Preliminary S.C. Medicaid budget seeks extra $194M
COLUMBIA -- The director of South Carolina’s Medicaid agency said Monday he realizes his preliminary budget calling for nearly $200 million more from state taxes in 2013-14 is likely an impossible request.
The increase would eat up all of the state’s growth for the next fiscal year, according to long-term predictions issued last spring.
“We’ve already eaten up every single state dollar. Clearly, that’s not going to fly,” Department of Health and Human Services director Tony Keck told The Associated Press.
But Keck said he needed to be forthright with lawmakers in his report jumpstarting the budget process, which he’ll discuss Wednesday during his quarterly update to a Senate panel. Gov. Nikki Haley will use it and other agencies’ submissions to create her executive budget proposal, which Keck says will represent his official request. Her office did not comment directly on his report.
Haley spokesman Rob Godfrey said the office is in the process of reviewing submissions and drafting a proposal “that will lay out our priorities for what will certainly be a tough budget year.”
The additional $193.5 million detailed in Keck’s report for Medicaid is due to the federal health care overhaul, general inflation and the loss of tobacco money. It would represent an 18 percent increase over the state’s current match for the joint state-federal program.
The Legislature must decide next year whether to expand Medicaid coverage in 2014 to embrace more low-income adults, as called for in the federal law known as “Obamacare.” The U.S. Supreme Court upheld the law in June but ruled the federal government can’t penalize states for opting out, making the expansion a choice instead of a mandate.
Keck’s budget submission doesn’t include expanding eligibility for the government program for the poor and disabled.
His agency expects the law to add roughly 205,000 already-eligible people to Medicaid rolls over the next two years, as people learn of the option, enroll to avoid fines, lose insurance through their jobs or are unable to afford premium hikes. That also includes 65,000 children in the state’s poorest households who are being automatically enrolled by the agency this month, as approved in the current budget.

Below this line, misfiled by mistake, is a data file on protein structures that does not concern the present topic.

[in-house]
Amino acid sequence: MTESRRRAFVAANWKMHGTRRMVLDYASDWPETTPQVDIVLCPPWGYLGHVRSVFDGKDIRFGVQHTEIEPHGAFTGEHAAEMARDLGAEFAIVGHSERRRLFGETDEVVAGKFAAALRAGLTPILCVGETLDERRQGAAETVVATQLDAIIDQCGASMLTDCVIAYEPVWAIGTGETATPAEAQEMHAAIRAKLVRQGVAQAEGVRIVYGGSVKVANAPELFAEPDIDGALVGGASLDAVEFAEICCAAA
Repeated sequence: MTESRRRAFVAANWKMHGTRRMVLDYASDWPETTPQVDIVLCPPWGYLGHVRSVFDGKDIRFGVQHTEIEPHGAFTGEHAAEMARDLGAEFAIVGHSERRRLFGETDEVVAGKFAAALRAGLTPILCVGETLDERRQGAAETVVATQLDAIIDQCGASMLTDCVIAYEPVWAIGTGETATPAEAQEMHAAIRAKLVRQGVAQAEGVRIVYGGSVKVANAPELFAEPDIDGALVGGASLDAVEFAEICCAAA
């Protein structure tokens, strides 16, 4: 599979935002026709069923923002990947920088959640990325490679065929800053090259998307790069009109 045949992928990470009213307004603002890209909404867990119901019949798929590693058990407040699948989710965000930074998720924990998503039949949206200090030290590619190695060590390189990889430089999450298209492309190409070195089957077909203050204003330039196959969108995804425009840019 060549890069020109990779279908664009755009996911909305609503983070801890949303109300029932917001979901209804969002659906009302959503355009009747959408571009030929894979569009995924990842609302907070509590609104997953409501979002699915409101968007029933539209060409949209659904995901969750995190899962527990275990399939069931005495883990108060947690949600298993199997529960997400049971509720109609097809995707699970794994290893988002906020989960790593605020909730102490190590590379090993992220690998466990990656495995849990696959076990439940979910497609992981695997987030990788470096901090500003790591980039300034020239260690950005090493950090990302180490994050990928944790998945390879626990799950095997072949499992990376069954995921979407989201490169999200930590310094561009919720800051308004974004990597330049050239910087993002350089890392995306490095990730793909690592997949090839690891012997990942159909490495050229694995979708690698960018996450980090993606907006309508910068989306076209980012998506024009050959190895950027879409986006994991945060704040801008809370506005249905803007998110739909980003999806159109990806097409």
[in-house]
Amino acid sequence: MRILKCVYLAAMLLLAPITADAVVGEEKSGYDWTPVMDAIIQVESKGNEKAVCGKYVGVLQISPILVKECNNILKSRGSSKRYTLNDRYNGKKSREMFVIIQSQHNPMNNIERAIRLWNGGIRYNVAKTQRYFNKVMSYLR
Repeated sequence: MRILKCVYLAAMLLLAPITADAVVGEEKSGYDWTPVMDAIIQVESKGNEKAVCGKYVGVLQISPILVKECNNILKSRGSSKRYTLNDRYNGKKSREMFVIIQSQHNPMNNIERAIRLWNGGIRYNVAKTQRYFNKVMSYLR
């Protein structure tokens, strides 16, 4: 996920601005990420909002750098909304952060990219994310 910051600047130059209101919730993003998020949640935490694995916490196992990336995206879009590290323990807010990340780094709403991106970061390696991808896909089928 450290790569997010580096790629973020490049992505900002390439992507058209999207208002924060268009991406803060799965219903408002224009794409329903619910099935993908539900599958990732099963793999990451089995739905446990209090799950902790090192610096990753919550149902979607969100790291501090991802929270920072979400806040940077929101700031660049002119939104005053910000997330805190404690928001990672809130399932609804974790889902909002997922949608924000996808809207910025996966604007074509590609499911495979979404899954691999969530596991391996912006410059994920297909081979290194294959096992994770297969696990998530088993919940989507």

The 130,000 already-eligible residents expected to sign up between July 2013 and June 2014 account for $70 million, or more than a third, of the agency’s preliminary request.
The agency must make up $60 million in lost tobacco revenue. For the first year following the state’s 50-cents-per-pack cigarette tax increase, all excess was side aside. But that pot of money is wiped out after two years of using the reserves to bridge Medicaid deficits.
“We knew we’d be in this spot, but we thought it was the responsible thing to do to get us out of the deficit without causing too much pain,” Keck said.
The agency also expects the state’s Medicaid rolls to grow by 2.8 percent, to 1.1 million children and adults by summer 2014. That growth of newly eligible — outside of the federal health law — along with inflation in health care costs is projected to increases costs by $64 million, according to Keck’s report, submitted Sept. 27.
Inflation is the only piece of the increase the agency can do anything about, Keck said.
“If the economy turns around, we won’t need as much,” he said. “But we’re not betting there will be a massive turnaround that we can plan into the budget. We have to be conservative.”
But he noted much can change before the budget is approved next June. For example, he said, the day after he turned in his report, he learned the federal government is providing South Carolina a slightly higher match, reducing the state request by $10 million, effectively bringing it to $184 million.
The Board of Economic Advisors’ long-term forecast, presented to lawmakers in April, called for state revenues to grow by 3.5 percent in 2013-14, which equates to an additional $187 million in recurring revenue.
The board meets Wednesday with regional advisers. It will make an official forecast next month that lawmakers will use to write the next budget.